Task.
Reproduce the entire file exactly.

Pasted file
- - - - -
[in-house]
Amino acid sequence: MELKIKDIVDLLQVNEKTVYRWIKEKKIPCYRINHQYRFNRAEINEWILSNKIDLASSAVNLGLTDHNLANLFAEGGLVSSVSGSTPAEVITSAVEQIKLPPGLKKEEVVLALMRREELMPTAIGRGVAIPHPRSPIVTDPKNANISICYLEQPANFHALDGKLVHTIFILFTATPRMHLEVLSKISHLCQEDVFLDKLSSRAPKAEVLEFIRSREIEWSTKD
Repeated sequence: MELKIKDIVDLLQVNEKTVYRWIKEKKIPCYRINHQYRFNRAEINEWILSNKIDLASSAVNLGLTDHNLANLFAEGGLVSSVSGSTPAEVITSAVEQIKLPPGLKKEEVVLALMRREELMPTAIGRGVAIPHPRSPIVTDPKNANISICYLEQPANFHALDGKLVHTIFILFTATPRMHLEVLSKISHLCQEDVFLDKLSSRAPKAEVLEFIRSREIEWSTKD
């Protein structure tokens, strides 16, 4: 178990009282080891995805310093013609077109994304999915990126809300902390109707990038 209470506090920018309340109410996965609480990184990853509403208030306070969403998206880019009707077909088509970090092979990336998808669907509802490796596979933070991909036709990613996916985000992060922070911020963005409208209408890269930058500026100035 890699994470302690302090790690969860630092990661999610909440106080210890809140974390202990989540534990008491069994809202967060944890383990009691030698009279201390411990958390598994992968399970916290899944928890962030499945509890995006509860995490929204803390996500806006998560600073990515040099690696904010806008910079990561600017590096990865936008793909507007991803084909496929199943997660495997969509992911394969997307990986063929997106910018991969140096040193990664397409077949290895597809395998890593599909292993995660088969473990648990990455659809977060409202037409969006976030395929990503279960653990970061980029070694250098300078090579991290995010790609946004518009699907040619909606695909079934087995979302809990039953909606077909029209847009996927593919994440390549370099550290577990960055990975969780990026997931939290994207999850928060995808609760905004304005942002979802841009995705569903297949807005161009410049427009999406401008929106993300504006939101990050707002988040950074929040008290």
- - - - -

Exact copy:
[in-house]
Amino acid sequence: MELKIKDIVDLLQVNEKTVYRWIKEKKIPCYRINHQYRFNRAEINEWILSNKIDLASSAVNLGLTDHNLANLFAEGGLVSSVSGSTPAEVITSAVEQIKLPPGLKKEEVVLALMRREELMPTAIGRGVAIPHPRSPIVTDPKNANISICYLEQPANFHALDGKLVHTIFILFTATPRMHLEVLSKISHLCQEDVFLDKLSSRAPKAEVLEFIRSREIEWSTKD
Repeated sequence: MELKIKDIVDLLQVNEKTVYRWIKEKKIPCYRINHQYRFNRAEINEWILSNKIDLASSAVNLGLTDHNLANLFAEGGLVSSVSGSTPAEVITSAVEQIKLPPGLKKEEVVLALMRREELMPTAIGRGVAIPHPRSPIVTDPKNANISICYLEQPANFHALDGKLVHTIFILFTATPRMHLEVLSKISHLCQEDVFLDKLSSRAPKAEVLEFIRSREIEWSTKD
């Protein structure tokens, strides 16, 4: 178990009282080891995805310093013609077109994304999915990126809300902390109707990038 209470506090920018309340109410996965609480990184990853509403208030306070969403998206880019009707077909088509970090092979990336998808669907509802490796596979933070991909036709990613996916985000992060922070911020963005409208209408890269930058500026100035 890699994470302690302090790690969860630092990661999610909440106080210890809140974390202990989540534990008491069994809202967060944890383990009691030698009279201390411990958390598994992968399970916290899944928890962030499945509890995006509860995490929204803390996500806006998560600073990515040099690696904010806008910079990561600017590096990865936008793909507007991803084909496929199943997660495997969509992911394969997307990986063929997106910018991969140096040193990664397409077949290895597809395998890593599909292993995660088969473990648990990455659809977060409202037409969006976030395929990503279960653990970061980029070694250098300078090579991290995010790609946004518009699907040619909606695909079934087995979302809990039953909606077909029209847009996927593919994440390549370099550290577990960055990975969780990026997931939290994207999850928060995808609760905004304005942002979802841009995705569903297949807005161009410049427009999406401008929106993300504006939101990050707002988040950074929040008290």